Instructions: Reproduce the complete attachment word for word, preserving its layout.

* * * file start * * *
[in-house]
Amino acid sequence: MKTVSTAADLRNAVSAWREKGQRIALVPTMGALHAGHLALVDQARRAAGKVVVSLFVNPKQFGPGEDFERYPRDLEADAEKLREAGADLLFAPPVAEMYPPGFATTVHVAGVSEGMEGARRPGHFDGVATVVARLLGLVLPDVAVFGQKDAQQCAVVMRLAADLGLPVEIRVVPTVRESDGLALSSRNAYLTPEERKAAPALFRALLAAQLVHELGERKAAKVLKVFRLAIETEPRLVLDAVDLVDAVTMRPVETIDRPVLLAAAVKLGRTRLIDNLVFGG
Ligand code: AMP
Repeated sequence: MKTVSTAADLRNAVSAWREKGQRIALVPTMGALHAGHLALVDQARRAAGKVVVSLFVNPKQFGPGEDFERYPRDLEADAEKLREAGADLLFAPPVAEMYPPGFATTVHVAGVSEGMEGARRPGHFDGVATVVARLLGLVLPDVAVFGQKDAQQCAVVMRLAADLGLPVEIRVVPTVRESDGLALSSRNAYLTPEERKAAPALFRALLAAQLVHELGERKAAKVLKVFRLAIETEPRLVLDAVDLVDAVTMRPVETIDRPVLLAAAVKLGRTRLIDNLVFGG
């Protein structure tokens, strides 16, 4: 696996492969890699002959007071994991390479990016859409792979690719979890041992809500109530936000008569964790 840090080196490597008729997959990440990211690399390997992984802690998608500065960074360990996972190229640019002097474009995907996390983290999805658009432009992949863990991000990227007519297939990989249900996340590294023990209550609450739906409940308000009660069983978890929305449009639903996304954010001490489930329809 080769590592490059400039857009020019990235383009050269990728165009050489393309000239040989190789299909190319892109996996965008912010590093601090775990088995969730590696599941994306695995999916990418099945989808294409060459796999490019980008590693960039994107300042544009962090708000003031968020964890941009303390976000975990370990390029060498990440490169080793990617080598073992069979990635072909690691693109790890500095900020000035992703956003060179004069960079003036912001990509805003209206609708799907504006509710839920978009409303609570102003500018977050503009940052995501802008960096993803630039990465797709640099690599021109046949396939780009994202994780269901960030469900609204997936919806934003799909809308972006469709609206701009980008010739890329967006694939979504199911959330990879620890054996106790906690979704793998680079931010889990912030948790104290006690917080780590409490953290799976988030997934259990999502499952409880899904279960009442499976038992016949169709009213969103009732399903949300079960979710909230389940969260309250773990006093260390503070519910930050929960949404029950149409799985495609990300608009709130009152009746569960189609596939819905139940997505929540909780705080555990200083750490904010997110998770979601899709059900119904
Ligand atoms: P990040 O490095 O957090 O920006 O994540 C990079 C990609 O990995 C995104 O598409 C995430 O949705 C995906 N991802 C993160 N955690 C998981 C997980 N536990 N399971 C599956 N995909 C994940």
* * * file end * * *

[in-house]
Amino acid sequence: MKTVSTAADLRNAVSAWREKGQRIALVPTMGALHAGHLALVDQARRAAGKVVVSLFVNPKQFGPGEDFERYPRDLEADAEKLREAGADLLFAPPVAEMYPPGFATTVHVAGVSEGMEGARRPGHFDGVATVVARLLGLVLPDVAVFGQKDAQQCAVVMRLAADLGLPVEIRVVPTVRESDGLALSSRNAYLTPEERKAAPALFRALLAAQLVHELGERKAAKVLKVFRLAIETEPRLVLDAVDLVDAVTMRPVETIDRPVLLAAAVKLGRTRLIDNLVFGG
Ligand code: AMP
Repeated sequence: MKTVSTAADLRNAVSAWREKGQRIALVPTMGALHAGHLALVDQARRAAGKVVVSLFVNPKQFGPGEDFERYPRDLEADAEKLREAGADLLFAPPVAEMYPPGFATTVHVAGVSEGMEGARRPGHFDGVATVVARLLGLVLPDVAVFGQKDAQQCAVVMRLAADLGLPVEIRVVPTVRESDGLALSSRNAYLTPEERKAAPALFRALLAAQLVHELGERKAAKVLKVFRLAIETEPRLVLDAVDLVDAVTMRPVETIDRPVLLAAAVKLGRTRLIDNLVFGG
């Protein structure tokens, strides 16, 4: 696996492969890699002959007071994991390479990016859409792979690719979890041992809500109530936000008569964790 840090080196490597008729997959990440990211690399390997992984802690998608500065960074360990996972190229640019002097474009995907996390983290999805658009432009992949863990991000990227007519297939990989249900996340590294023990209550609450739906409940308000009660069983978890929305449009639903996304954010001490489930329809 080769590592490059400039857009020019990235383009050269990728165009050489393309000239040989190789299909190319892109996996965008912010590093601090775990088995969730590696599941994306695995999916990418099945989808294409060459796999490019980008590693960039994107300042544009962090708000003031968020964890941009303390976000975990370990390029060498990440490169080793990617080598073992069979990635072909690691693109790890500095900020000035992703956003060179004069960079003036912001990509805003209206609708799907504006509710839920978009409303609570102003500018977050503009940052995501802008960096993803630039990465797709640099690599021109046949396939780009994202994780269901960030469900609204997936919806934003799909809308972006469709609206701009980008010739890329967006694939979504199911959330990879620890054996106790906690979704793998680079931010889990912030948790104290006690917080780590409490953290799976988030997934259990999502499952409880899904279960009442499976038992016949169709009213969103009732399903949300079960979710909230389940969260309250773990006093260390503070519910930050929960949404029950149409799985495609990300608009709130009152009746569960189609596939819905139940997505929540909780705080555990200083750490904010997110998770979601899709059900119904
Ligand atoms: P990040 O490095 O957090 O920006 O994540 C990079 C990609 O990995 C995104 O598409 C995430 O949705 C995906 N991802 C993160 N955690 C998981 C997980 N536990 N399971 C599956 N995909 C994940």